Mobility data in urban science


Data have become a central pillar of society. Technological advances in computational power, storage and network platforms have enabled the production, processing, analysis and storage of large volumes of digital data. Information that previously could not be stored, or captured can now be digitally recorded. Digital data have become a key asset for government, businesses and individuals supporting their decision making processes and shaping human behaviour. A notable example has been the use of digital data to monitor the COVID-19 pandemic and inform the development of appropriate interventions. A key data stream has been location data from mobile phones. These data have enabled monitoring the geographic spread of COVID-19 in near-real time with technological companies, such as Apple and Google releasing regular mobility reports. More generally, mobile phone data are a rich source of information offering a unique opportunity to capture human behaviour at an unprecedented geographic and temporal resolution. Yet, key challenges remain, such as issues about privacy, representativeness, biases and the use of large, noisy and complex data sets.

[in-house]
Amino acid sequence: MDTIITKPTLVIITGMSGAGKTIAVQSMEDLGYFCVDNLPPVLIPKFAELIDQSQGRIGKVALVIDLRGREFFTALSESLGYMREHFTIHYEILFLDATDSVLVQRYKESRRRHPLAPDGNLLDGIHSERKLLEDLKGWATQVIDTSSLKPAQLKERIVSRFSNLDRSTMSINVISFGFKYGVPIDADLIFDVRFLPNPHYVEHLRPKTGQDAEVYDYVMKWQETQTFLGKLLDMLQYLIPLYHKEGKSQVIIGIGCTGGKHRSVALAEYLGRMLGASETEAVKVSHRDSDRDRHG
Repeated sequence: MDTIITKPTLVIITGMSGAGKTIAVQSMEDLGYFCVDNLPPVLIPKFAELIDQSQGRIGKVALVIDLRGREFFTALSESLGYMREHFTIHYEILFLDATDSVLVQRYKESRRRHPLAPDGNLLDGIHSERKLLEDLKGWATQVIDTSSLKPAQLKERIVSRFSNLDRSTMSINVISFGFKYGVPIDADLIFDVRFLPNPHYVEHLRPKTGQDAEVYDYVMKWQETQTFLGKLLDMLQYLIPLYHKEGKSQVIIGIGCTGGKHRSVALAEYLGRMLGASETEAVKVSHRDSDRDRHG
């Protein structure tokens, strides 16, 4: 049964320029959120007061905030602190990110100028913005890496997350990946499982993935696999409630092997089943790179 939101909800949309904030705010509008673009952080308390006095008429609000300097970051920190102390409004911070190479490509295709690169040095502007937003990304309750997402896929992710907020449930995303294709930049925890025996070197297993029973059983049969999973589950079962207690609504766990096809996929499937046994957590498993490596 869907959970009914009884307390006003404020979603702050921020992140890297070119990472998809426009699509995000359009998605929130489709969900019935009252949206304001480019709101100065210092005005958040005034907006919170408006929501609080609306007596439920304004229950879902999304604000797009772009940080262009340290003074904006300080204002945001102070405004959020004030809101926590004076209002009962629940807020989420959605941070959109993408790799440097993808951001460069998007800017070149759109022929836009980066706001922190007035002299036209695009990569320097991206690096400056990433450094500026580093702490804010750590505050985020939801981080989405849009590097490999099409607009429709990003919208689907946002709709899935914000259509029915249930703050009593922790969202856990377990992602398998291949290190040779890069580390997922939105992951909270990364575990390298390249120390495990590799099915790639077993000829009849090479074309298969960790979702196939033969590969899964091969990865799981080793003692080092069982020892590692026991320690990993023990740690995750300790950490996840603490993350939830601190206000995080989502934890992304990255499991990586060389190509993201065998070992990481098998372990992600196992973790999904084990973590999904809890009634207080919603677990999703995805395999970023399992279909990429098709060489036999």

The Alan Turing Institute
Francisco Rowe
Francisco Rowe
Professor of Population Data Science

My research interests include human mobility and migration; economic geography and spatial inequality; geographic data science.